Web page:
Posted: March 24, 2016
March 23, 216
To: District Attorneys John Chisholm, Larry Nelson, Ismael Ozanne, and Assistant District Attorneys Bruce Landgraf and David Robles.
Dear District Attorneys and Assistant DAs,
I’m writing, first, to congratulate you for having the courage to join the John Doe II case and to work on an appeal of the horrendous Wisconsin Supreme Court ruling last July. I hope the U.S. Supreme Court will grant you cert.
Second, I’m writing to urge you to concentrate your appeal not on the recusal issue but on the grounds that the Wisconsin Supreme Court totally misread 40 years of U.S. Supreme Court precedent dealing with independent expenditures, and by extension, with coordination.
As you know, the Wisconsin Supreme Court said that the First Amendment prohibits the state of Wisconsin from imposing a ban on coordination between candidates and issue advocacy groups. But dating back to Buckley v. Valeo in 1976 and right on through Citizens United of 2010, the U.S. Supreme Court campaign finance decisions have been predicated on there being no coordination between candidates and issue advocacy groups.
In Buckley, the court ruled that expenditures by outside groups that are coordinated with candidates amount to campaign contributions. “The ultimate effect is the same as if the person had contributed the dollar amount to the candidate and the candidate had then used the contribution,” the court ruled. Such expenditures, it said, should be “treated as contributions rather than expenditures.”
Only the lack of coordination reduces the risk of corruption, the Court stressed in Buckley. “The absence of prearrangement and coordination of an expenditure with the candidate or his agent . . . alleviates the danger that expenditures will be given as a quid pro quo for improper commitments from the candidates.”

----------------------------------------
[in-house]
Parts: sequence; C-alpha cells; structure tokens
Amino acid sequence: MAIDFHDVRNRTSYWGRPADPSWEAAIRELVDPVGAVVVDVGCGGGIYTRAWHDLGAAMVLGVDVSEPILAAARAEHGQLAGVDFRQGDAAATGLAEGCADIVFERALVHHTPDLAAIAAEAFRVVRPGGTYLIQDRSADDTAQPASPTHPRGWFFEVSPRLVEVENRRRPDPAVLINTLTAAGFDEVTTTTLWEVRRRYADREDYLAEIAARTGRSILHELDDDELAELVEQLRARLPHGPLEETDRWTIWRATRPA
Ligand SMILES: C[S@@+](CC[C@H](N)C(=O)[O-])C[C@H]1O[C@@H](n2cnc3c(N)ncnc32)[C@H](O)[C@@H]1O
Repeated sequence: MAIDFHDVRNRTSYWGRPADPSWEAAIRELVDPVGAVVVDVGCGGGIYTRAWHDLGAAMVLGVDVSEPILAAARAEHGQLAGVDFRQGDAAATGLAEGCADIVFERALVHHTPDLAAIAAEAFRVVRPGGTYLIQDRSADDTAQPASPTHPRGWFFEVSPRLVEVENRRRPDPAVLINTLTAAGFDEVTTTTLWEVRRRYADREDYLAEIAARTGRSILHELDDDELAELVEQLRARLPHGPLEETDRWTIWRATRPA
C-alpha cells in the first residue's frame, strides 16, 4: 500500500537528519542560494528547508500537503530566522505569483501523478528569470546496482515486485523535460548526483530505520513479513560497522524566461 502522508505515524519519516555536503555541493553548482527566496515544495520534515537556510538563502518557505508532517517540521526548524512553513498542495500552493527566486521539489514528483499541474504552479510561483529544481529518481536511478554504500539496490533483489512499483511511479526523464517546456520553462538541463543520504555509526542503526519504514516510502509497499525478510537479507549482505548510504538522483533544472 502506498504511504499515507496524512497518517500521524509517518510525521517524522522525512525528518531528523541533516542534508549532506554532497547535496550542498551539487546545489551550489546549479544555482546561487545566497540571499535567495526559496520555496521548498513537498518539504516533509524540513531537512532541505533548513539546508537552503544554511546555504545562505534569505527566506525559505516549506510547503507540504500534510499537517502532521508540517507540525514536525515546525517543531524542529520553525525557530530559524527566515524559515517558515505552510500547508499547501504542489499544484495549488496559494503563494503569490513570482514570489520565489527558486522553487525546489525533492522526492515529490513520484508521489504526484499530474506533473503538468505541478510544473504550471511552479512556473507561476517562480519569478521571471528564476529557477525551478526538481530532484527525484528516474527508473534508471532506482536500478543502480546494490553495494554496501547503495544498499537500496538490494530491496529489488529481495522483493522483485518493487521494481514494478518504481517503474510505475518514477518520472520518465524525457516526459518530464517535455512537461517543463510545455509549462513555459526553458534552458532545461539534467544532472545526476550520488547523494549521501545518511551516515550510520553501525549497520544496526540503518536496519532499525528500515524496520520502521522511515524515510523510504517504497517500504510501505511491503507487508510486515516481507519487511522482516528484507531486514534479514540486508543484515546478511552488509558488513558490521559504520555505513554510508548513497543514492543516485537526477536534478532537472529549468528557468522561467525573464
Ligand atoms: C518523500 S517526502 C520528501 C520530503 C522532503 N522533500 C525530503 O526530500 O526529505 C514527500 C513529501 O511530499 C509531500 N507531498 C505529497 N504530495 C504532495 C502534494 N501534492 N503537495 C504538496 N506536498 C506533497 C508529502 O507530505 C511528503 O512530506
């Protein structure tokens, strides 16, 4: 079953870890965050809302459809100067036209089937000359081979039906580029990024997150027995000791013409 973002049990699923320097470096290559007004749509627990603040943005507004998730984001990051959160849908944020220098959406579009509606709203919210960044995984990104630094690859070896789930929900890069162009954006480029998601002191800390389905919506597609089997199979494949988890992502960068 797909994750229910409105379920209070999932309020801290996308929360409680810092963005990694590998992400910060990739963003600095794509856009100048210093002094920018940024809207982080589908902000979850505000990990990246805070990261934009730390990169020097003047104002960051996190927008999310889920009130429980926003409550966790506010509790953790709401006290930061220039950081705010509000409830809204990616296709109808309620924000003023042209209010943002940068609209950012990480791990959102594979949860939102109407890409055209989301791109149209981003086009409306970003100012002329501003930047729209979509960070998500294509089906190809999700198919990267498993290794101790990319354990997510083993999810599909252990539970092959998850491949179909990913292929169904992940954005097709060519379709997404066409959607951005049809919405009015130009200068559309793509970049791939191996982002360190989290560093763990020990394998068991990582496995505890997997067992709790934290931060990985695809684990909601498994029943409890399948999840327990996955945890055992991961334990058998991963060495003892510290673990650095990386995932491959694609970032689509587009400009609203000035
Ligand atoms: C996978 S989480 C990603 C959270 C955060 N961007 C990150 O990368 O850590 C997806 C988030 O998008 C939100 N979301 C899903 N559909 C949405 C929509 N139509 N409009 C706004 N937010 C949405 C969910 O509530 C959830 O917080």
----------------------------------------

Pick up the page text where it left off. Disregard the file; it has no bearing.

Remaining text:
Even in its infamous Citizens United decision, which allowed independent groups to spend unlimited amounts of money, the U.S Supreme Court stressed that such groups had to be independent; they couldn’t coordinate with their favored candidates: “By definition, an independent expenditure is political speech presented to the electorate that is not coordinated with a candidate.”
The conservative majority on the Wisconsin Supreme Court simply – and wrongly – chose to ignore all of these precedents.
Here at the Wisconsin Democracy Campaign, we believe it is crucial that you prevail in the U.S. Supreme Court on this. Otherwise, it will be impossible – even with a more enlightened legislature and governor – to pass a law that prohibits coordination.
Unless the Wisconsin Supreme Court’s decision on coordination is overturned, it will perpetually mock the ability of the citizenry to impose meaningful limits on campaign donations, and it will render disclosure requirements equally meaningless. And it will be an open invitation to the kind of quid pro quo corruption that U.S. Supreme Court has ruled against time and time again.
Example: If I’m running for governor, the most I can ask my richest friend to give my campaign is now $20,000, and I have to disclose that gift. But I’m going to tell my billionaire friend, “Don’t be a chump. Don’t give me $20,000. Give $20 million to this outside group with one of those high-minded names like Badgers for Eternal Victory (BEV). Then I’ll tell BEV what ads to run, and where to run them, and how many times to run them, and it would be just as if you gave me the money directly, even though it’s 1,000 times the legal limit. And the kicker is: BEV doesn’t have to disclose that you gave it a dime!”
This absurdity cannot stand. Basically, it now says: The law, in its majesty, allows rich and poor alike to give millions of dollars to the candidates of their choice, in the dark.
Thank you for considering our views on this crucial issue.
And good luck with your appeal!